(However, Bishop John J. Wright of Pittsburgh, a member of the doctrinal commission, told newsmen at a meeting of the U.S. Bishops’ Press Panel, that Bishop Franic “spoke in great part for himself. It was not a minority report. It was the mind of the commission unanimously that Archbishop Parente’s relatio [statement] presented the mind of the commission.”
(Bishop Wright said that Bishop Franic asked if he could state the “difficulties lingering in the mind of a few.”)
Bishop Franic’s objections were directed against the concepts of the sacramentality of the episcopate and episcopal collegiality and the restoration of a permanent diaconate, either married or celibate.
He admitted that most theologians agree the episcopacy has sacramentality with the impression of a distinct character. But he felt the question was not yet sufficiently settled for a conciliar statement.
Turning to collegiality, he said the doctrine stated in the schema does not safeguard the teaching on papal primacy of the First Vatican Council. If the bishops were to receive full and supreme power from Christ Himself by virtue of their episcopal consecration, and are sharers even on a subordinate level of this supreme power, a diminishing of the Pope’s primacy would be inevitable, he held.
The schema uses Scripture and tradition to buttress its teaching that the episcopate has supreme power by divine institution, Bishop Frank said. But he asserted that the schema’s basic Scriptural proof from St. Matthew (18, 18) fails to establish that the power there given to Peter was also given to the apostolic college united to its head. He said the Pontifical Biblical Commission, in its reply to a question on this very point, backed him up.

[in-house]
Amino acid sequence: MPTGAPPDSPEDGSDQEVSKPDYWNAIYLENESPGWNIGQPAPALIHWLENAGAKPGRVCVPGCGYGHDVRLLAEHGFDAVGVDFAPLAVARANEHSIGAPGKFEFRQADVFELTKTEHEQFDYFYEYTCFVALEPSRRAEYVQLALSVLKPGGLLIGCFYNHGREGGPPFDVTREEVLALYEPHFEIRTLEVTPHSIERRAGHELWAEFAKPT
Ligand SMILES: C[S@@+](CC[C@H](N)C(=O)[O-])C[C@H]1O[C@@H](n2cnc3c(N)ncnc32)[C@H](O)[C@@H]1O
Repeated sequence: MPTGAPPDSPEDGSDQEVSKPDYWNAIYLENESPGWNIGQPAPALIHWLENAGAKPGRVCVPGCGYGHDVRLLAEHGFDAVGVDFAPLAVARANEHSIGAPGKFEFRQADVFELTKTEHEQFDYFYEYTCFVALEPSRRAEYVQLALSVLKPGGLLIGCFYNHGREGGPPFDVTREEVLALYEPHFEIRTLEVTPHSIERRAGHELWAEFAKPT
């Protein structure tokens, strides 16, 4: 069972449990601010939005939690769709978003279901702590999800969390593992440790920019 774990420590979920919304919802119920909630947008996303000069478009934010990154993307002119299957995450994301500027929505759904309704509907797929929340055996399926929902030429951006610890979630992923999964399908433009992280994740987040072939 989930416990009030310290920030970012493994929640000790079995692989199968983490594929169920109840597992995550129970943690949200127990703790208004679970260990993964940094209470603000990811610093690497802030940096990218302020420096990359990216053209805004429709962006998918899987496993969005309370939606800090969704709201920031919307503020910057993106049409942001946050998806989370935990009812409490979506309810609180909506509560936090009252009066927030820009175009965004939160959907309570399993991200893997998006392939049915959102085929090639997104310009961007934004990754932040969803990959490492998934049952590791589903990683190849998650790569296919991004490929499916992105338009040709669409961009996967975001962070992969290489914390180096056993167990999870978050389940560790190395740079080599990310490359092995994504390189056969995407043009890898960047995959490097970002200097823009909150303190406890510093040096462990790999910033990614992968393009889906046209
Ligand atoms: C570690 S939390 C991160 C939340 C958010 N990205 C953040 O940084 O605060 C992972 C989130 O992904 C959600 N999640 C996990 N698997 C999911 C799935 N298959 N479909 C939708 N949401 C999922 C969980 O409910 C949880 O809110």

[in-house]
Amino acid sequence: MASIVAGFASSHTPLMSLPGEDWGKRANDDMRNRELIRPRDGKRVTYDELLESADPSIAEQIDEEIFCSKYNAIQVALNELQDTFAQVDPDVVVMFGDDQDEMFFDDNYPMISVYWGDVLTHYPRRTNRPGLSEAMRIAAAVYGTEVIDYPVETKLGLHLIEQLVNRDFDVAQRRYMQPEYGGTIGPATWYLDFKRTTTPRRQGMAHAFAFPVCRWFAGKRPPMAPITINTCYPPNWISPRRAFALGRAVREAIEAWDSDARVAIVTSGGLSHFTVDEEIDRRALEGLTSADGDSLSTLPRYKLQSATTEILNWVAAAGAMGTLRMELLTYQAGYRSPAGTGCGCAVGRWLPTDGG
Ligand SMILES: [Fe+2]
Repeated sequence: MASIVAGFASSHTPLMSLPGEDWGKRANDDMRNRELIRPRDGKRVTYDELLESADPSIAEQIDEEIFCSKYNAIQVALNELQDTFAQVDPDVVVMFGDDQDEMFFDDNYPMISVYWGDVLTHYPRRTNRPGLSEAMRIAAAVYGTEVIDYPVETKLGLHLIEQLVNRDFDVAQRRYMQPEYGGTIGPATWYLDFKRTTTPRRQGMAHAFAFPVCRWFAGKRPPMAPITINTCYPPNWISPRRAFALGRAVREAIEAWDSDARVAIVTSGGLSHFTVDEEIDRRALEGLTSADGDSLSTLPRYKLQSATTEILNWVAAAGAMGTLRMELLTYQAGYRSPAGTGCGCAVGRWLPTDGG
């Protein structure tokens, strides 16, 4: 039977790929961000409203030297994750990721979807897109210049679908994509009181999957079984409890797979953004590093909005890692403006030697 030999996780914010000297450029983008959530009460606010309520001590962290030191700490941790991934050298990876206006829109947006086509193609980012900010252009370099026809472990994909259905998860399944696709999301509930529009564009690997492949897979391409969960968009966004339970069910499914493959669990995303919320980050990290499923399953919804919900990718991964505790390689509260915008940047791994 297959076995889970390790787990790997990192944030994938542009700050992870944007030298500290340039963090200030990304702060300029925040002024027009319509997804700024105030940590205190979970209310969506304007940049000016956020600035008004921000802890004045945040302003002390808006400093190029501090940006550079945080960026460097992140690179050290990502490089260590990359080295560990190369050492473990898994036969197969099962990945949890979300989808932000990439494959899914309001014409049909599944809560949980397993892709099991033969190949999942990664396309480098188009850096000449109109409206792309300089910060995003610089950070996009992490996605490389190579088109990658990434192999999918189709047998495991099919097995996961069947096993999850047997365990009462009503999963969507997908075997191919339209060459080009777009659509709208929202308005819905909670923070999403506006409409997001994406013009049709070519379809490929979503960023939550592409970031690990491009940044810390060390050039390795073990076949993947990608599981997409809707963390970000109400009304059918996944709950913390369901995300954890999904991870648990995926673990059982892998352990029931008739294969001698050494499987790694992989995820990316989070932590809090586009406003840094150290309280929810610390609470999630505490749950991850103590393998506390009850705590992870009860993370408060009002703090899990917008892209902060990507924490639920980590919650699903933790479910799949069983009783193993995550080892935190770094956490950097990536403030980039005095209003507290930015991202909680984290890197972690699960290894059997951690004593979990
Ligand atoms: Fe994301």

(In May Archbishop Felici asked the Biblical commission to give its opinion on whether the Bible offers sufficient basis for doctrine of collegiality. The commission had four days in which to reply. In an opinion signed only by those of its consultors who live in Rome, the commission said it is not clear that the Bible gives foundation for the doctrine of collegiality.)
Bishop Frank said “many Fathers” are convinced that tradition offers no proof for collegiality. All arguments marshaled from tradition in the schema were known to the early Church fathers and teachers, and especially to the popes, yet all affirm that only the pope has full power received immediately from Christ, while the bishops take power immediately from the pope and only indirectly from Christ.
Bishop Frank rejected the distinction that these popes were speaking only of the exercise of jurisdiction and not of the jurisdiction itself.
He admitted that the proposed doctrine could be true, but he insisted that it is not ripe enough to warrant a decision.
He added that collegiality, unless fully explained, would restrict not only the Pope’s power but even the power of individual bishops in their dioceses.
Bishop Franic raised no doctrinal arguments against restoration of a permanent diaconate. But he argued that to restore it without making celibacy binding upon deacons has already been understood as a first step to abolishing priestly celibacy.
Cardinal Koenig then explained the method followed by the doctrinal commission in altering the schema. He urged the council to vote for the text.
Archbishop Parente prefaced his argument by declaring that he spoke not as assessor of the Holy Office but as titular archbishop of Thebaide. He noted that the ancient African see of Thebaide now lies in a desert. He said he hoped he was speaking “only as a voice from the desert, not as a voice in the desert.”